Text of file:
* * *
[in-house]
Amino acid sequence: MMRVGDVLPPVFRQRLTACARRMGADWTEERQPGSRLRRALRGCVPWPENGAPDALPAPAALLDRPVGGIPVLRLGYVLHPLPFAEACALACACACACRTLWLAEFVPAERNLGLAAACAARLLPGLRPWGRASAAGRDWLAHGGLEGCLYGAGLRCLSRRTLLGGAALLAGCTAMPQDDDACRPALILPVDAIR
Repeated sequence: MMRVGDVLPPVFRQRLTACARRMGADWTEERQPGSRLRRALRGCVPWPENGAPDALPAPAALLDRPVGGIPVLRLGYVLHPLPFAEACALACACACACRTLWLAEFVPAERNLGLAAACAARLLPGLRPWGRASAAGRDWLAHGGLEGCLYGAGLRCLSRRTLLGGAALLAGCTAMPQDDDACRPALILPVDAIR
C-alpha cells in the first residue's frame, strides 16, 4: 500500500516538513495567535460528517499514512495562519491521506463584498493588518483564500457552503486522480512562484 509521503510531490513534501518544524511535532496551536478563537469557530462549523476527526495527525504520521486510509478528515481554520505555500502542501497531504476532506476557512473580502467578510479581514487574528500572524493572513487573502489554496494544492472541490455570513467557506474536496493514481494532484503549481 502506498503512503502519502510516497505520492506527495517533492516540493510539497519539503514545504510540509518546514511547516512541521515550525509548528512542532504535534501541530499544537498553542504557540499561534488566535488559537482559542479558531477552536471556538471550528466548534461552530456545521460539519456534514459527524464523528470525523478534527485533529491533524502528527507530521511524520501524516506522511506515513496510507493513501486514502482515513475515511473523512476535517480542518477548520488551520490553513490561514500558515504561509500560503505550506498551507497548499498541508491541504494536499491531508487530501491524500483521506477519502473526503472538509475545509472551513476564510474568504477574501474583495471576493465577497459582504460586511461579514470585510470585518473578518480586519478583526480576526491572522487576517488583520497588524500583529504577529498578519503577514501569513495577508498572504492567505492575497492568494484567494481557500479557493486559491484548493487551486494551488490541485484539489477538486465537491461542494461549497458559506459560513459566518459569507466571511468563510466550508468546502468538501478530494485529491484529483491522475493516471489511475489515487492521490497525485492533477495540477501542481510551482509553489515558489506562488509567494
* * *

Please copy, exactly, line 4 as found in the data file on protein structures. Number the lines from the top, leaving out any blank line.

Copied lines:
C-alpha cells in the first residue's frame, strides 16, 4: 500500500516538513495567535460528517499514512495562519491521506463584498493588518483564500457552503486522480512562484 509521503510531490513534501518544524511535532496551536478563537469557530462549523476527526495527525504520521486510509478528515481554520505555500502542501497531504476532506476557512473580502467578510479581514487574528500572524493572513487573502489554496494544492472541490455570513467557506474536496493514481494532484503549481 502506498503512503502519502510516497505520492506527495517533492516540493510539497519539503514545504510540509518546514511547516512541521515550525509548528512542532504535534501541530499544537498553542504557540499561534488566535488559537482559542479558531477552536471556538471550528466548534461552530456545521460539519456534514459527524464523528470525523478534527485533529491533524502528527507530521511524520501524516506522511506515513496510507493513501486514502482515513475515511473523512476535517480542518477548520488551520490553513490561514500558515504561509500560503505550506498551507497548499498541508491541504494536499491531508487530501491524500483521506477519502473526503472538509475545509472551513476564510474568504477574501474583495471576493465577497459582504460586511461579514470585510470585518473578518480586519478583526480576526491572522487576517488583520497588524500583529504577529498578519503577514501569513495577508498572504492567505492575497492568494484567494481557500479557493486559491484548493487551486494551488490541485484539489477538486465537491461542494461549497458559506459560513459566518459569507466571511468563510466550508468546502468538501478530494485529491484529483491522475493516471489511475489515487492521490497525485492533477495540477501542481510551482509553489515558489506562488509567494